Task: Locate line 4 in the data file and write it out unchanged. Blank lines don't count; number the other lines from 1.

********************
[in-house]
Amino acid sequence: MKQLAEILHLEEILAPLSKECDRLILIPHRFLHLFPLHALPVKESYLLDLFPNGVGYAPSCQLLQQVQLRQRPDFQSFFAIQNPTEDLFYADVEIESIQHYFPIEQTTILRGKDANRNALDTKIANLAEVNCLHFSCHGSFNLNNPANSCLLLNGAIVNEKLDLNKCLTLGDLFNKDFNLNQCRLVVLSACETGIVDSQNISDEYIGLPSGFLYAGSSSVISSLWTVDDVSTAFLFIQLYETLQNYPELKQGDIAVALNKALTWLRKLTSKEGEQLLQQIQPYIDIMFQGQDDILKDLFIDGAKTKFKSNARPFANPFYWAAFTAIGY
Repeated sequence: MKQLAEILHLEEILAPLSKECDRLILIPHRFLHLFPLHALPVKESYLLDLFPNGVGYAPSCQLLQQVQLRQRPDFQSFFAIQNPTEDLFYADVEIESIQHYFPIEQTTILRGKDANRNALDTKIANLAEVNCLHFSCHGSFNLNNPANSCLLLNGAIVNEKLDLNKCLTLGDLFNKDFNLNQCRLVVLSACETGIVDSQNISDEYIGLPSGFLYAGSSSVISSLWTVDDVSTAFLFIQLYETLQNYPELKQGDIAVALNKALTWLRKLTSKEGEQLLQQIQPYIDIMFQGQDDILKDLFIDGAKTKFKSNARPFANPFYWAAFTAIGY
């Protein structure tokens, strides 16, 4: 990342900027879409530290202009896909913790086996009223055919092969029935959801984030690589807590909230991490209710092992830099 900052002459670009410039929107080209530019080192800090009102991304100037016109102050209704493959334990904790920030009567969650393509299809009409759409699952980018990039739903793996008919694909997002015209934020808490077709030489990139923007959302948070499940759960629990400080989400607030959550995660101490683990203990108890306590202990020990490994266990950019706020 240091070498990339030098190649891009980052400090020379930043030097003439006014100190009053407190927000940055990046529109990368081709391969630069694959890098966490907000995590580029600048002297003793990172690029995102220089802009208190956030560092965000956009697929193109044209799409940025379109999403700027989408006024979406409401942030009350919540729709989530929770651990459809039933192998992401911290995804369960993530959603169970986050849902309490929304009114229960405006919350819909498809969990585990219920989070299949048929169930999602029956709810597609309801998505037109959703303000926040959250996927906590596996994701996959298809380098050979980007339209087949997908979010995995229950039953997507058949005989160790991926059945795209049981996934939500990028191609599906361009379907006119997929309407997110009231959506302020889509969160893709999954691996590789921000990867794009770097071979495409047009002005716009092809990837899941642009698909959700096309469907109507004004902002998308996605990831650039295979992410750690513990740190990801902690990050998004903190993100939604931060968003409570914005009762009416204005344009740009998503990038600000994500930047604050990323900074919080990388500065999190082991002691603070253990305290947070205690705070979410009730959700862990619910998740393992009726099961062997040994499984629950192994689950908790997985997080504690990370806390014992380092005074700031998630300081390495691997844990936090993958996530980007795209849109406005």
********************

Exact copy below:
């Protein structure tokens, strides 16, 4: 990342900027879409530290202009896909913790086996009223055919092969029935959801984030690589807590909230991490209710092992830099 900052002459670009410039929107080209530019080192800090009102991304100037016109102050209704493959334990904790920030009567969650393509299809009409759409699952980018990039739903793996008919694909997002015209934020808490077709030489990139923007959302948070499940759960629990400080989400607030959550995660101490683990203990108890306590202990020990490994266990950019706020 240091070498990339030098190649891009980052400090020379930043030097003439006014100190009053407190927000940055990046529109990368081709391969630069694959890098966490907000995590580029600048002297003793990172690029995102220089802009208190956030560092965000956009697929193109044209799409940025379109999403700027989408006024979406409401942030009350919540729709989530929770651990459809039933192998992401911290995804369960993530959603169970986050849902309490929304009114229960405006919350819909498809969990585990219920989070299949048929169930999602029956709810597609309801998505037109959703303000926040959250996927906590596996994701996959298809380098050979980007339209087949997908979010995995229950039953997507058949005989160790991926059945795209049981996934939500990028191609599906361009379907006119997929309407997110009231959506302020889509969160893709999954691996590789921000990867794009770097071979495409047009002005716009092809990837899941642009698909959700096309469907109507004004902002998308996605990831650039295979992410750690513990740190990801902690990050998004903190993100939604931060968003409570914005009762009416204005344009740009998503990038600000994500930047604050990323900074919080990388500065999190082991002691603070253990305290947070205690705070979410009730959700862990619910998740393992009726099961062997040994499984629950192994689950908790997985997080504690990370806390014992380092005074700031998630300081390495691997844990936090993958996530980007795209849109406005």